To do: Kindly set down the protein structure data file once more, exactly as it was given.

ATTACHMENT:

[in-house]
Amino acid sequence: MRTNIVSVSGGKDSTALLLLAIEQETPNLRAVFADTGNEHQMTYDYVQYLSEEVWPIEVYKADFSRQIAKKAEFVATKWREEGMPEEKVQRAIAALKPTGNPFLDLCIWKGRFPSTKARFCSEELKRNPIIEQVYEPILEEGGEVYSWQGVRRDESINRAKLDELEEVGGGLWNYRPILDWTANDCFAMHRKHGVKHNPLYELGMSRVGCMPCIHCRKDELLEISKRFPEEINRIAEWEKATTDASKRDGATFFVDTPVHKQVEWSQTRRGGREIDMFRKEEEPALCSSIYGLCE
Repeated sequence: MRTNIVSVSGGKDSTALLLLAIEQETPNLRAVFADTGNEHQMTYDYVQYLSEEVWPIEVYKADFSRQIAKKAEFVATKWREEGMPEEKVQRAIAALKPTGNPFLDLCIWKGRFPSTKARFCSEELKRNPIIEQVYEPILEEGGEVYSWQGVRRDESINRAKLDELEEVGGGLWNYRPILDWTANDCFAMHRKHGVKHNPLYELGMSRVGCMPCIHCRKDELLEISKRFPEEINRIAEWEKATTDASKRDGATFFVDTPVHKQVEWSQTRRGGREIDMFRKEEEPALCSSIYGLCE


[in-house]
Amino acid sequence: MRTNIVSVSGGKDSTALLLLAIEQETPNLRAVFADTGNEHQMTYDYVQYLSEEVWPIEVYKADFSRQIAKKAEFVATKWREEGMPEEKVQRAIAALKPTGNPFLDLCIWKGRFPSTKARFCSEELKRNPIIEQVYEPILEEGGEVYSWQGVRRDESINRAKLDELEEVGGGLWNYRPILDWTANDCFAMHRKHGVKHNPLYELGMSRVGCMPCIHCRKDELLEISKRFPEEINRIAEWEKATTDASKRDGATFFVDTPVHKQVEWSQTRRGGREIDMFRKEEEPALCSSIYGLCE
Repeated sequence: MRTNIVSVSGGKDSTALLLLAIEQETPNLRAVFADTGNEHQMTYDYVQYLSEEVWPIEVYKADFSRQIAKKAEFVATKWREEGMPEEKVQRAIAALKPTGNPFLDLCIWKGRFPSTKARFCSEELKRNPIIEQVYEPILEEGGEVYSWQGVRRDESINRAKLDELEEVGGGLWNYRPILDWTANDCFAMHRKHGVKHNPLYELGMSRVGCMPCIHCRKDELLEISKRFPEEINRIAEWEKATTDASKRDGATFFVDTPVHKQVEWSQTRRGGREIDMFRKEEEPALCSSIYGLCE